Since its launch in 2000 by three former Goldman Sachs bankers, UK grocery e-commerce business Ocado has offered investors much promise but little income. It didn’t make its first profit until 2014 – just £7 million from revenues of over £1 billion – and in 2017 it fell back into the red. This is despite being voted the best online supermarket in the UK by Which? readers every year since 2010 and signing supply and delivery partnerships with Waitrose, P&G, and Morrisons.
Unlike the online grocery options offered by incumbent supermarkets, Ocado was built from scratch as a pureplay e-commerce business, investing in bespoke technology and sophisticated robot-operated warehouses that were designed for fulfilling online shoppers, not stores. But as an exclusively online supermarket, Ocado’s growth and profitability was always going to be hampered by access to fresh produce and the high customer acquisition and retention costs required to counteract the lack of physical stores.
However, Ocado’s greater potential has always stemmed from its proprietary e-commerce platform and warehouse management systems. By licensing Ocado’s technology, robots, and IP (collectively branded ‘Ocado Smart Platform’), other supermarkets could launch their own advanced e-commerce businesses quickly with minimum upfront investment. Except none did. From its creation until 2017, not a single licensing deal was agreed. Investors got jittery and Ocado shares were among the most shorted in the UK during 2017.
Then Amazon bought Whole Foods, and suddenly every supermarket in US and Europe realised they were far behind where they needed to be for today’s digitally-savvy consumers. And they needed a solution, fast.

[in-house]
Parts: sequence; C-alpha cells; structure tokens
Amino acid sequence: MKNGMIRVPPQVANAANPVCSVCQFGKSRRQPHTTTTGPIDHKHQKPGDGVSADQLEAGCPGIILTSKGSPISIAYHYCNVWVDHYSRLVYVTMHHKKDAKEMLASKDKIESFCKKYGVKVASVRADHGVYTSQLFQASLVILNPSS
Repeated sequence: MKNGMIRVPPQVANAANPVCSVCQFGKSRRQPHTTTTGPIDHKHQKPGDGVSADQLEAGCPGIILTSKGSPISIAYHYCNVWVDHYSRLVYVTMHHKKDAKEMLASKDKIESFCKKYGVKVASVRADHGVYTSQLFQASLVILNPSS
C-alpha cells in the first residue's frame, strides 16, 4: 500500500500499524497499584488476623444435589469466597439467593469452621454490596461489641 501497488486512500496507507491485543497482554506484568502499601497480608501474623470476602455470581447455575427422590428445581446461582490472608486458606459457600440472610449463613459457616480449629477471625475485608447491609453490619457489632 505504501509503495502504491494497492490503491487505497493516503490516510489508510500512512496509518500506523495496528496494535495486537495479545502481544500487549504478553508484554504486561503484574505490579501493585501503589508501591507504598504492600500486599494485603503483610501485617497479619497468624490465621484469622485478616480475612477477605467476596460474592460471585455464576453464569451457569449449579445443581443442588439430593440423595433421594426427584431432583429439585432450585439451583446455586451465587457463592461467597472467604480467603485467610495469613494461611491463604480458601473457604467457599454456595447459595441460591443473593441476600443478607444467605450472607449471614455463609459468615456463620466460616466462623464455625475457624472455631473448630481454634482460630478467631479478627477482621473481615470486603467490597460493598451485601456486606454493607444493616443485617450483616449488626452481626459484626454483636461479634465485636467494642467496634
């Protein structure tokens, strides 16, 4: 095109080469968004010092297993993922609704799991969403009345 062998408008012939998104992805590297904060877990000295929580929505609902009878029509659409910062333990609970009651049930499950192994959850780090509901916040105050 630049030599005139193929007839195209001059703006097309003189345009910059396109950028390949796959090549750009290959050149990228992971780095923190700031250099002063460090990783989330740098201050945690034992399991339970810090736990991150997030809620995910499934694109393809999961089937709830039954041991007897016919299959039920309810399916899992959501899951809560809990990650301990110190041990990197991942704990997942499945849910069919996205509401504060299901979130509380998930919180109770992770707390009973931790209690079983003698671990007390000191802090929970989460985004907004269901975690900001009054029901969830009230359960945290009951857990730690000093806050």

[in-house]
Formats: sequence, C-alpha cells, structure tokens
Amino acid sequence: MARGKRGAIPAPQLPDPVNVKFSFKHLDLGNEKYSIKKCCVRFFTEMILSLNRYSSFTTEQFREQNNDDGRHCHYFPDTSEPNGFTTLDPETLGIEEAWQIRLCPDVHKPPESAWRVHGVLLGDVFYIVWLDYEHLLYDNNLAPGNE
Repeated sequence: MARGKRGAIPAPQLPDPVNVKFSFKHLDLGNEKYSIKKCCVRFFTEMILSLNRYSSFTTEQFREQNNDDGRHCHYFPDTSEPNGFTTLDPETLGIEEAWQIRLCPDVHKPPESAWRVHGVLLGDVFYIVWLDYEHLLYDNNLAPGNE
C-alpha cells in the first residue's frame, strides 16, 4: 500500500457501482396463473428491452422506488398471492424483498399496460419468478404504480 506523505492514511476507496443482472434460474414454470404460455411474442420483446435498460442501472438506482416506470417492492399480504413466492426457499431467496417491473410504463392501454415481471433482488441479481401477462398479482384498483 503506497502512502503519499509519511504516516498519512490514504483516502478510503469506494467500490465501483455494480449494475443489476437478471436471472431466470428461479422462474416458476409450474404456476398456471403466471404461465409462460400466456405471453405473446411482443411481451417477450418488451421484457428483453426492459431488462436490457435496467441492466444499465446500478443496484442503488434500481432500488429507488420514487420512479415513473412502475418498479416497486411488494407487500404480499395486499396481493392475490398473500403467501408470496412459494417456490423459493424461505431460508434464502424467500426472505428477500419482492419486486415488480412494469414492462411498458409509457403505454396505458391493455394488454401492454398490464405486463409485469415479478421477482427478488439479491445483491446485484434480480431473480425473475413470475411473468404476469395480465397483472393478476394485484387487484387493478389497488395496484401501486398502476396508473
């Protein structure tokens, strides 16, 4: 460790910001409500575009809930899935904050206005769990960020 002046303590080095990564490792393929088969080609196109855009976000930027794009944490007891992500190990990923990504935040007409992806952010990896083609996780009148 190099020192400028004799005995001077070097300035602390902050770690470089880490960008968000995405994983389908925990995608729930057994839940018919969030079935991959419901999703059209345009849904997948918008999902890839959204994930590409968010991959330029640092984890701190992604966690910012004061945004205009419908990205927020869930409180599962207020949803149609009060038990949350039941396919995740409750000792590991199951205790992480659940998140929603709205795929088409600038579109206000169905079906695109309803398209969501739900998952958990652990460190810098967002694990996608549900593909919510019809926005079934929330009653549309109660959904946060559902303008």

In November 2017, Ocado announced a licensing deal with Casino Group in France, which will use Ocado to leapfrog Carrefour in a market that’s seen little e-commerce innovation. This was followed quickly by contracts with Canadian supermarket chain Sobeys and Sweden’s ICA.
Then on May 17, Ocado bagged its biggest deal so far, with US grocery giant Kroger, which has taken a 5% stake in the business and the right to use Ocado’s technology for grocery and food distribution activities in the US on an exclusive basis.
This is a transformative deal for Ocado, firmly establishing it as a global e-commerce operating system for grocery. It could also be transformative for the US market. With online shopping comprising less than 2% of the market in US compared to 7% in the UK, there is ample room for growth for companies able to deliver a shopping and delivery experience that lives up to the expectations of today’s shoppers. Previously the only two players capable of winning the online grocery opportunity in the US were Amazon and Walmart. Now Kroger has entered the boxing ring to make it a three-way fight.